Last summer I had one of the best weeks of my adult life. I went on an awesome adventure, but it didn’t involve travel to an exotic locale. I was just a couple of miles from my house, at the music department of UNC-Chapel Hill. I participated as a student in the UNC Summer Jazz Workshop.
Music, a common language, and shared passion
This was an intensive week of practical studies for musicians ranging in age from middle school through well into adulthood. Dr. Stephen Anderson, the program’s director, said, “It may be that around 80% of participants will not go into music professionally. But we teach them as if they are. It’s a week of serious attention to gaining the skills you need to improvise well.”
Studying with these kids reminded me of my childhood, and how blessed I was that my parents exposed me to music from a young age. Music gives you so much. In group playing, you’re living in the moment, creating beautiful sounds with others; this teaches you to listen, to really listen.
It teaches you discipline; you learn that by focusing Monday through Thursday, you get to put on a great show Friday. This helps you become a confident person.
Music helps raise your scores in school. That should get some parents’ attention. Studies repeatedly find that music training is positively associated with more complex brain development, higher school achievement and a host of other gauges of long-term social, economic and emotional well-being.
Closing the opportunity gap
I was lucky as a kid. Our public schools had well-funded music programs, and my family could afford private lessons. But what of students who are not as fortunate? Luckily, here in the Triangle, there is a program called KidzNotes, a “music for social change” program based on the El Sistema model of youth orchestras. Kidznotes engages students in an intense musical program that includes instrumental instruction, choir, music theory, general music, orchestra, and band.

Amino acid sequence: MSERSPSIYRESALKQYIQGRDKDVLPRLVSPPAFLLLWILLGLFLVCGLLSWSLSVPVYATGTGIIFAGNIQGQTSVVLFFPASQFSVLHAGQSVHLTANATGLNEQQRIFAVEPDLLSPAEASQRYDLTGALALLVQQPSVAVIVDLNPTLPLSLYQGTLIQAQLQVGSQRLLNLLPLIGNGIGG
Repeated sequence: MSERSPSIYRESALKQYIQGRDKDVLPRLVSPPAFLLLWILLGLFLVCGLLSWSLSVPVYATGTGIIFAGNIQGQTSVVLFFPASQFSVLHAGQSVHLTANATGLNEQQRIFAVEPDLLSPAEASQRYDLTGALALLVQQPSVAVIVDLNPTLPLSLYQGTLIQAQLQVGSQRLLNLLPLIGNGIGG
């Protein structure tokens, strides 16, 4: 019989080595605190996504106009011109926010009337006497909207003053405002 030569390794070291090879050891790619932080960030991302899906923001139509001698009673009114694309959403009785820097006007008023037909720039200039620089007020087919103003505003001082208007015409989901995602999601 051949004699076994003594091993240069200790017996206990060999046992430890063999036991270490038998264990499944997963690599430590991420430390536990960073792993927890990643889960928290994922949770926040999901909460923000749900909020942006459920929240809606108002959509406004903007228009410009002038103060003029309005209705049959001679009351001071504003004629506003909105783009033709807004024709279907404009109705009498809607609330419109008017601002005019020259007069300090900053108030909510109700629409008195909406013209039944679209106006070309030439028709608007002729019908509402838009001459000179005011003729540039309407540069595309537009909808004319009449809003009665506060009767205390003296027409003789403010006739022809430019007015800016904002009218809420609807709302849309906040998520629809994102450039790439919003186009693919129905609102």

Rob Gofourth, a VP at Blue Cross and Blue Shield of North Carolina (Blue Cross NC), serves as Chairman of the Board of KidzNotes. “There’s a misconception that KidzNotes is about music. What it’s actually about is closing the opportunity gap. We provide the disciplined exposure to music education and performance typically available only to families of financial means.”
KidzNotes Community Impact
KidzNotes partners with eleven Title-1 public schools in Durham and Southeast Raleigh. “As extensive research has shown, children living in Title-1 communities often lack the social, emotional and intellectual skills to start kindergarten on an equal footing with their more affluent peers,” notes Gofourth. “By the third grade, many have been unable to master basic reading and math skills.”
But there is great news. A recent study prepared by Duke University showed that kids participating in KidzNotes achieved test scores 50% higher than their local peer group, and 25% higher than all of the Triangle’s public schools.
Through immersion in ensembles and orchestras, children are developing crucial social skills for success. Parents have reported that participation in Kidznotes increases their children’s enjoyment of reading, and their excitement about attending school. KidzNotes kids have fewer days of absence than their peers who don’t participate in the program.
“There’s a misconception that KidzNotes is about music. What it’s actually about is closing the opportunity gap. We provide the disciplined exposure to music education and performance typically available only to families of financial means.”
Blue Cross NC is proud to support KidzNotes as part of our mission to improve the health and well-being of all North Carolinians. Here’s a great documentary about some of the KidzNotes kids, a Telly award winner called “The Music Inside.”
And if you’re interested in dusting off that musical instrument tucked away in your attic, don’t let age be a barrier to joy. Here’s a video about the UNC Summer Jazz Workshop: